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Equivalence Relations

Equivalence Relations A relation on A is an equivalence relation if it is reflexive, symmetric and transitive. An example of such is equality on a set. One might think of equivalence as a way to glob together elements that can be considered the same relative to a property. That is elements become indistinguishable relative to the relation. For example in arithmetic we don't think twice about 1/2 and 2/4 as having the same value but they are different objects. In geometry, similarity of triangles is an equivalence relation. A right angled triangle with legs of length 3 and 4 and hypotenuse of length 5 is not the same as one with lengths 6, 8 and 10. Yet, we think of them as equivalent because the ratios of the corresponding sides are the same. For each , we define the equivalency class containing a to be the set of those elements which are equivalent to a. We denote this set by [a] although you should be aware that there is no standard notation for this. Some authors use , <a> and so on. The equivalence classes have some interesting properties. First, no equivalence class is empty since . Two equivalence classes are either equal or disjoint. In fact, a and b are equivalent if and only if [a] = [b]. Each element of A belongs to some equivalence class ( in fact ). The union of all the equivalence classes is A. We say that the equivalence classes partition A. A partition of A is a collection of non empty disjoint subsets of A and whose union is A. Thus the equivalence classes of a relation are a partition.

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Each equivalence relation on a set partitions the set into its equivalence classes but also for each partition of the set there is an equivalence relation whose equivalence classes are the sets in the partition. As an example, if one partition is . Consequently, there is an equivalence relation on A whose equivalence classes are these two subsets. One problem is how should we refer to the equivalence classes? As we noted above [a] = [b] whenever a and b are equivalent. What we do is choose one and only one element of each equivalence class to represent the class. That element is called a class representative. The set of representatives is called the set of equivalence class representatives. There are usually many such ways to construct this set of representatives. If is an equivalence relation on A then the factor set denoted by is the set consisting of the equivalence classes of . For the example we gave above, our equivalence classes are [1] and [3]. Thus the factor set is {[1], [3]}. We have chosen 1 to represent the equivalence class {1,2} and (no choice) 3 to represent the equivalence class {3}. Thus the set of class representatives is {1,3}. Note the similarity with the factor set. The only difference is that the elements of the factor set have [ and ] around the number (and of course are subsets of A whereas the things in the set of class representatives are elements of A). Because of this, we often abuse notation and write the set of class representatives for the factor set, letting the context make it clear how we are using a class representative. An equivalence relation on a set is a subset of , i.e., a collection of ordered pairs of elements of , satisfying certain properties. Write "" to mean is an element of , and we say " is related to ," then the properties are 1. Reflexive: for all , 2. Symmetric: implies for all 3. Transitive: and imply for all , where these three properties are completely independent. Other notations are often used to indicate a relation, e.g., or .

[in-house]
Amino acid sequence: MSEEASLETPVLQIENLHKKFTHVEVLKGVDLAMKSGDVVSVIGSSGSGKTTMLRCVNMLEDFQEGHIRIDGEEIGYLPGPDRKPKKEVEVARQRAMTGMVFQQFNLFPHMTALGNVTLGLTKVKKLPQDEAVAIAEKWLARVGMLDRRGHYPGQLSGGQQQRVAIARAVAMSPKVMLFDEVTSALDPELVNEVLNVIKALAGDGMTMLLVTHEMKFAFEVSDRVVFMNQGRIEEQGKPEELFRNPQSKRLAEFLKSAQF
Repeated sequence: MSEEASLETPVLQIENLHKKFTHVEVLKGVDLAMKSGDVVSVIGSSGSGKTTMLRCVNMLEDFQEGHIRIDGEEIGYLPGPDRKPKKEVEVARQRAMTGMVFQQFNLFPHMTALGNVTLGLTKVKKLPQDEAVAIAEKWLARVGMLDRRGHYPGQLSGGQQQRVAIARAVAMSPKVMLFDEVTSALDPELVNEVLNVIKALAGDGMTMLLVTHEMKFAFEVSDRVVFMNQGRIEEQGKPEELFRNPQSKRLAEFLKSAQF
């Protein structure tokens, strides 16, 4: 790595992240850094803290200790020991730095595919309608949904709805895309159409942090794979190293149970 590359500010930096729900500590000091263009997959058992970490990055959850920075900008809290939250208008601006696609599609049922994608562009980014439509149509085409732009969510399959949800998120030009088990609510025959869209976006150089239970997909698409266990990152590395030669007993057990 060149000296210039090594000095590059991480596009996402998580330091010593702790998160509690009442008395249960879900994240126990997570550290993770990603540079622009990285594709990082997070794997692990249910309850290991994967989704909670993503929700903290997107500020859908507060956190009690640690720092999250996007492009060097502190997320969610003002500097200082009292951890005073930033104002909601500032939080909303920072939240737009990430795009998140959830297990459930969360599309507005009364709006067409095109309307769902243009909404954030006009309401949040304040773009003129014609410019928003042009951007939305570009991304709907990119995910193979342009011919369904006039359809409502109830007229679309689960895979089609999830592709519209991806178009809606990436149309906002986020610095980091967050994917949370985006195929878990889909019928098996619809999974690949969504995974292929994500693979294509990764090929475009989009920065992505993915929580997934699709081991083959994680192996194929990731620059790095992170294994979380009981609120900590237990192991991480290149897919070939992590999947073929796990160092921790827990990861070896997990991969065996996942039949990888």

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In mathematics, an equivalence relation is a relation that, loosely speaking, partitions a set so that every element of the set is a member of one and only one cell of the partition. Two elements of the set are considered equivalent (with respect to the equivalence relation) if and only if they are elements of the same cell. The intersection of any two different cells is empty; the union of all the cells equals the original set. Although various notations are used throughout the literature to denote that two elements a and b of a set are equivalent with respect to an equivalence relation R, the most common are "a ~ b" and "a b", which are used when R is the obvious relation being referenced, and variations of "a ~R b", "a R b", or "aRb". A given binary relation ~ on a set A is said to be an equivalence relation if and only if it is reflexive, symmetric and transitive. Equivalently, for all a, b and c in A: a ~ a. (Reflexivity) if a ~ b then b ~ a. (Symmetry) if a ~ b and b ~ c then a ~ c. (Transitivity) A together with the relation ~ is called a setoid. The equivalence class of a under ~, denoted [a], is defined as . Reflexivity follows from symmetry and transitivity if for every element a A, there exists another element bA such that a~b holds. However, reflexivity does not follow from symmetry and transitivity alone. For example, let A be the set of integers, and let two elements of A be related if they are both even numbers. This relation is clearly symmetric and transitive, but in view of the existence of odd numbers, it is not reflexive. On the other hand, let A be the set of integers, and let two elements of A be related if their difference is even. This is an equivalence relation, which partitions the integers into two equivalence classes, the even and odd integers.

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